A new video series on the science behind natural disasters was recently released by the National Science Foundation, the Weather Channel and NBCUniversal News Group.

The series spotlights NSF-funded geoscientists studying volcanoes, hurricanes and flashfloods, among other, often catastrophic, natural events to help explain how to mitigate disasters’ human and economic cost. The National Science Foundation’s Directorate for Geosciences (NSF-GEO) partnered with NBC Learn, the educational division of NBC News, and the Weather Channel to produce the 10-part series released on September 29.

Logo for the video series. Credit: NSF, NBC Learn, and the Weather Channel.
Logo for the video series. Credit: NSF, NBC Learn, and the Weather Channel.

The series, titled “When Nature Strikes, Science of Natural Hazards” is among various recent promotions of Earth Science, including Earth Science Week, which began October 11, and Representative Mike Honda’s Earth Science resolution.

“Our nation has become increasingly vulnerable to natural disasters,” Roger Wakimoto, Assistant Director of NSF-GEO, said in a statement. “Important research to improve our understanding of these hazards will lead to improved forecasts and warnings that will save lives and help mitigate the impact on society and the economy.”

Wakimoto led an event at NSF’s headquarters in Virginia on October 7 to introduce the series and its host, Marshall Shepherd. Shepherd is the director of the atmospheric sciences program at the University of Georgia and hosts a video series on the Weather Channel called “Weather Geeks.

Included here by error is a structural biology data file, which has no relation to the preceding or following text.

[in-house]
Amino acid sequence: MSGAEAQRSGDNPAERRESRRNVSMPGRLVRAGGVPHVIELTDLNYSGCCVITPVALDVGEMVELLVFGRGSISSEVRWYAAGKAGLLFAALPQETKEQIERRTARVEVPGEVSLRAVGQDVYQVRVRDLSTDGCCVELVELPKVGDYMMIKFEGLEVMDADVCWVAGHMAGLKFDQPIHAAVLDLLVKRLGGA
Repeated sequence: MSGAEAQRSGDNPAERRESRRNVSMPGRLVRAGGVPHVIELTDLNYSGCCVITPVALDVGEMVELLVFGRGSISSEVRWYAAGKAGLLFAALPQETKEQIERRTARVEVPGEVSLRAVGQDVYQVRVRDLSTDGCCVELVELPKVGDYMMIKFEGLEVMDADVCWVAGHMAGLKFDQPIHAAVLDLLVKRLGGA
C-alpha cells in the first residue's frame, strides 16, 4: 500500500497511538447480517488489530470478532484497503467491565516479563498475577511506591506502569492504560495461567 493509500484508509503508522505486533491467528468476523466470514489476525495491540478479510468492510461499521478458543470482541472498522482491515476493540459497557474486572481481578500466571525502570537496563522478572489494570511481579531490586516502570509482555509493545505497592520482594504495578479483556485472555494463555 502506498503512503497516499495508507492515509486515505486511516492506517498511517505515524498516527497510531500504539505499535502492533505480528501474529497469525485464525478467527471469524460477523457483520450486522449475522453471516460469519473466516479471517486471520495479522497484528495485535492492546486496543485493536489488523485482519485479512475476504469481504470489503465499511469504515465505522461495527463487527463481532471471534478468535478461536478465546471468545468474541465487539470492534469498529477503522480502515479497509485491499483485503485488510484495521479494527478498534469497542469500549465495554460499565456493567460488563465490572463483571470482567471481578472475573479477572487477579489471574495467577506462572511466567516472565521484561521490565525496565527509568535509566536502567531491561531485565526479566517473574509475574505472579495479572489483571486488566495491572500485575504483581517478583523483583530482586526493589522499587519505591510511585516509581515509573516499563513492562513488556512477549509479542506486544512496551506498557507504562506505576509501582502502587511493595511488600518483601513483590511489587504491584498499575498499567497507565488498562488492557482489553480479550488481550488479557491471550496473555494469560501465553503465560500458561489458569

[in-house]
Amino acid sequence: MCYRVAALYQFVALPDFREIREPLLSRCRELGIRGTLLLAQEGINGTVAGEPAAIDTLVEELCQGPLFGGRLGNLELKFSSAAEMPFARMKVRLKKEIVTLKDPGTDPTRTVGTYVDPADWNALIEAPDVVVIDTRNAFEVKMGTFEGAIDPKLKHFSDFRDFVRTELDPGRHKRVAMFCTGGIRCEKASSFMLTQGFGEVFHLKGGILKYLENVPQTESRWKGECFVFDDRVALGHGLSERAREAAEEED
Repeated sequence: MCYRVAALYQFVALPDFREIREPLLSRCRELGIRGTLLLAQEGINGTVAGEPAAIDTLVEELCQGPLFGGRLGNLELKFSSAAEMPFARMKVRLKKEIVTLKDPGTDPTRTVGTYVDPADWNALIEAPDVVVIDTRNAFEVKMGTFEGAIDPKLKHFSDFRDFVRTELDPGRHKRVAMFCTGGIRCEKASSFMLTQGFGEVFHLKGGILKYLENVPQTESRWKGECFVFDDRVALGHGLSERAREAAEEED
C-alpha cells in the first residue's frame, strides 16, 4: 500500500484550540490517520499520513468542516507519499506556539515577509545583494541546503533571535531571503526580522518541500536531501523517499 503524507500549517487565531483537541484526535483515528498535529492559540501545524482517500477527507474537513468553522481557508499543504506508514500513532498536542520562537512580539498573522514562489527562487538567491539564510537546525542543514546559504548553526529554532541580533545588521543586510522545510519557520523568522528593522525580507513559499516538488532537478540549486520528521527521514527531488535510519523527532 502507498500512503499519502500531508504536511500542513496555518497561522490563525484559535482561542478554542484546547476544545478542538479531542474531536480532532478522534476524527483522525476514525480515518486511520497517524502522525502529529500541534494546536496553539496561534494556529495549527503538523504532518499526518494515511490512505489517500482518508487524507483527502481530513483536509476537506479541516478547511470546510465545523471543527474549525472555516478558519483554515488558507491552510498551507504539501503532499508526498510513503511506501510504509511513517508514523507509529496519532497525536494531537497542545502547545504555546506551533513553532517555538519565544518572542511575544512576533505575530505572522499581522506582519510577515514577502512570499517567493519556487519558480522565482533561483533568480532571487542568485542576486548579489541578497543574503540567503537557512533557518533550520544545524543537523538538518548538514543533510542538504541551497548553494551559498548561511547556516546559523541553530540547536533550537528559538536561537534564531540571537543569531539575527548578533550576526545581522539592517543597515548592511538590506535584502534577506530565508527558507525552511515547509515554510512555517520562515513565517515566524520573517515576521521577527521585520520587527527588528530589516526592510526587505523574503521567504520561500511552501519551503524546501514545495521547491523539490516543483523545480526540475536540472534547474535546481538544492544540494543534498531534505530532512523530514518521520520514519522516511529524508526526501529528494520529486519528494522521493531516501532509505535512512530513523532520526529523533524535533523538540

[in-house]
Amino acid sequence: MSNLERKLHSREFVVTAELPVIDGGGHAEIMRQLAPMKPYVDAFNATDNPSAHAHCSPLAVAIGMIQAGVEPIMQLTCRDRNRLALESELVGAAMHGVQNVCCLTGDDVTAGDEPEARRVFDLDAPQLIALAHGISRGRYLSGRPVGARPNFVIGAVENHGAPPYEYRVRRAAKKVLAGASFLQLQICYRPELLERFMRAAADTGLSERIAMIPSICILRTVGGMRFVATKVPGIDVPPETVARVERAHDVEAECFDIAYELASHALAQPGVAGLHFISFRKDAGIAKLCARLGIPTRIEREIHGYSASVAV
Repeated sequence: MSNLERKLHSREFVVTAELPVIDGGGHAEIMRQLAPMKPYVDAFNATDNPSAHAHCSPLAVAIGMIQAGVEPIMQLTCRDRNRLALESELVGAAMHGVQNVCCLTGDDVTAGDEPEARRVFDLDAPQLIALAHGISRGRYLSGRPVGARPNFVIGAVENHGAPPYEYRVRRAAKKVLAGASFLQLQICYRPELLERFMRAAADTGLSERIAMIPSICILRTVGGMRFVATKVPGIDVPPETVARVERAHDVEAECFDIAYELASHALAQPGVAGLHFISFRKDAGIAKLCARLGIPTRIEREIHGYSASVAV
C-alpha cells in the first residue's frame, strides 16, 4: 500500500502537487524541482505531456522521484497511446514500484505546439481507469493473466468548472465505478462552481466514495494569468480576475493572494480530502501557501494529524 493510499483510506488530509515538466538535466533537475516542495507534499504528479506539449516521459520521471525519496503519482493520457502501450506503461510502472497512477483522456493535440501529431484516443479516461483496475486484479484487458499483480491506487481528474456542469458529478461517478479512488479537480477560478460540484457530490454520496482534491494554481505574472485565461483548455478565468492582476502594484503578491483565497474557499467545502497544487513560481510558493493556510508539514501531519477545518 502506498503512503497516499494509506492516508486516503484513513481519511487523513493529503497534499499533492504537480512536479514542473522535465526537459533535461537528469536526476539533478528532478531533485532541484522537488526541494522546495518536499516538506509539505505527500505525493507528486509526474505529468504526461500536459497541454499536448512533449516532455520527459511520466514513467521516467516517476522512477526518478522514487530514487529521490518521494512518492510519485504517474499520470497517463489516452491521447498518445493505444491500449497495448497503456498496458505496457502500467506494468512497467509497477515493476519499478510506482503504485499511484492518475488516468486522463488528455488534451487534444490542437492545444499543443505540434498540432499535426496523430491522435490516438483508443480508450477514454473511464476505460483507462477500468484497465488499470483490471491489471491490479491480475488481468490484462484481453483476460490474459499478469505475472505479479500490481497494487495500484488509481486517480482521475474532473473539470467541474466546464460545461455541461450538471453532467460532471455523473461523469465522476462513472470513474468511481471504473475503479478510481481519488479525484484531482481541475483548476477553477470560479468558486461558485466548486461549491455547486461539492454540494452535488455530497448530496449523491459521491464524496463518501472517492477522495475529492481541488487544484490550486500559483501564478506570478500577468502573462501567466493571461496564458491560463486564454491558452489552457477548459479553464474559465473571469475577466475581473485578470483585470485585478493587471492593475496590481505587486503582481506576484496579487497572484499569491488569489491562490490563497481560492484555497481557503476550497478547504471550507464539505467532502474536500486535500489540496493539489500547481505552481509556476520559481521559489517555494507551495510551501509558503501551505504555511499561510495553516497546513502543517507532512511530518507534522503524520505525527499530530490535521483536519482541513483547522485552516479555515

“Professors have to get outside of the ivory tower or we’re doomed,” Shepherd told participants at the event, alluding to misleading weather reports among news outlets. Although tornados and hurricanes are visually striking and likely to attract viewers, reporters need to focus on flood warnings and preparations since floods are typically more deadly, Shepherd said.

Although Shepherd commended South Carolina Governor Nikki Haley for responding well to the historic flooding in her state, he said that people were still making bad decisions, like driving in torrential rainfall. Boosting social behavior research should be a priority, Shepherd said, so that warnings resonate with people facing hazards. Yet, both NSF’s geoscience and social behavior science research are facing potential cuts in funding authorizations.

The videos attempt to highlight proper social behavior during a disaster by teaching viewers how they can access tools and resources to minimize human and economic tolls. Soraya Gage, vice president and general manager of NBC Learn, said in a statement, “Our partnership with the National Science Foundation has provided a great platform for showcasing the latest research on natural disasters through original video content.” The videos feature gripping footage of erupting volcanoes, spreading wildfires and other events as cinematic orchestration builds intensity. “When Nature Strikes’ breaks down the science behind natural disasters through powerful storytelling and captivating video,” Gage said.